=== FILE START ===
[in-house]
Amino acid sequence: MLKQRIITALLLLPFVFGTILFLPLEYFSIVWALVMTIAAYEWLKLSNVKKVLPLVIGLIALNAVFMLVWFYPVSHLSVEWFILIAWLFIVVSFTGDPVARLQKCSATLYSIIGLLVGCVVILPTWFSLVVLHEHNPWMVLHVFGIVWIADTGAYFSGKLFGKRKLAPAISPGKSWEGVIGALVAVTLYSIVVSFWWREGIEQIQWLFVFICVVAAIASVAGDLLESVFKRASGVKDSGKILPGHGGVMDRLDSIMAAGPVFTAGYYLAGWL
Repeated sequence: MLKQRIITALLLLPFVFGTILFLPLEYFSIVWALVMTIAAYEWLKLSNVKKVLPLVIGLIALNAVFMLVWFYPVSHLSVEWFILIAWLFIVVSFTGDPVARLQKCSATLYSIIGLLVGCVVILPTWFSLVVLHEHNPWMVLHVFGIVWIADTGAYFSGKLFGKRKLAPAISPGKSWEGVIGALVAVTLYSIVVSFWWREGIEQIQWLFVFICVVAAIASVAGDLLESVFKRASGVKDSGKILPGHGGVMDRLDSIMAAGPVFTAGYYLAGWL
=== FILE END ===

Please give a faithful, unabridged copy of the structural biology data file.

[in-house]
Amino acid sequence: MLKQRIITALLLLPFVFGTILFLPLEYFSIVWALVMTIAAYEWLKLSNVKKVLPLVIGLIALNAVFMLVWFYPVSHLSVEWFILIAWLFIVVSFTGDPVARLQKCSATLYSIIGLLVGCVVILPTWFSLVVLHEHNPWMVLHVFGIVWIADTGAYFSGKLFGKRKLAPAISPGKSWEGVIGALVAVTLYSIVVSFWWREGIEQIQWLFVFICVVAAIASVAGDLLESVFKRASGVKDSGKILPGHGGVMDRLDSIMAAGPVFTAGYYLAGWL
Repeated sequence: MLKQRIITALLLLPFVFGTILFLPLEYFSIVWALVMTIAAYEWLKLSNVKKVLPLVIGLIALNAVFMLVWFYPVSHLSVEWFILIAWLFIVVSFTGDPVARLQKCSATLYSIIGLLVGCVVILPTWFSLVVLHEHNPWMVLHVFGIVWIADTGAYFSGKLFGKRKLAPAISPGKSWEGVIGALVAVTLYSIVVSFWWREGIEQIQWLFVFICVVAAIASVAGDLLESVFKRASGVKDSGKILPGHGGVMDRLDSIMAAGPVFTAGYYLAGWL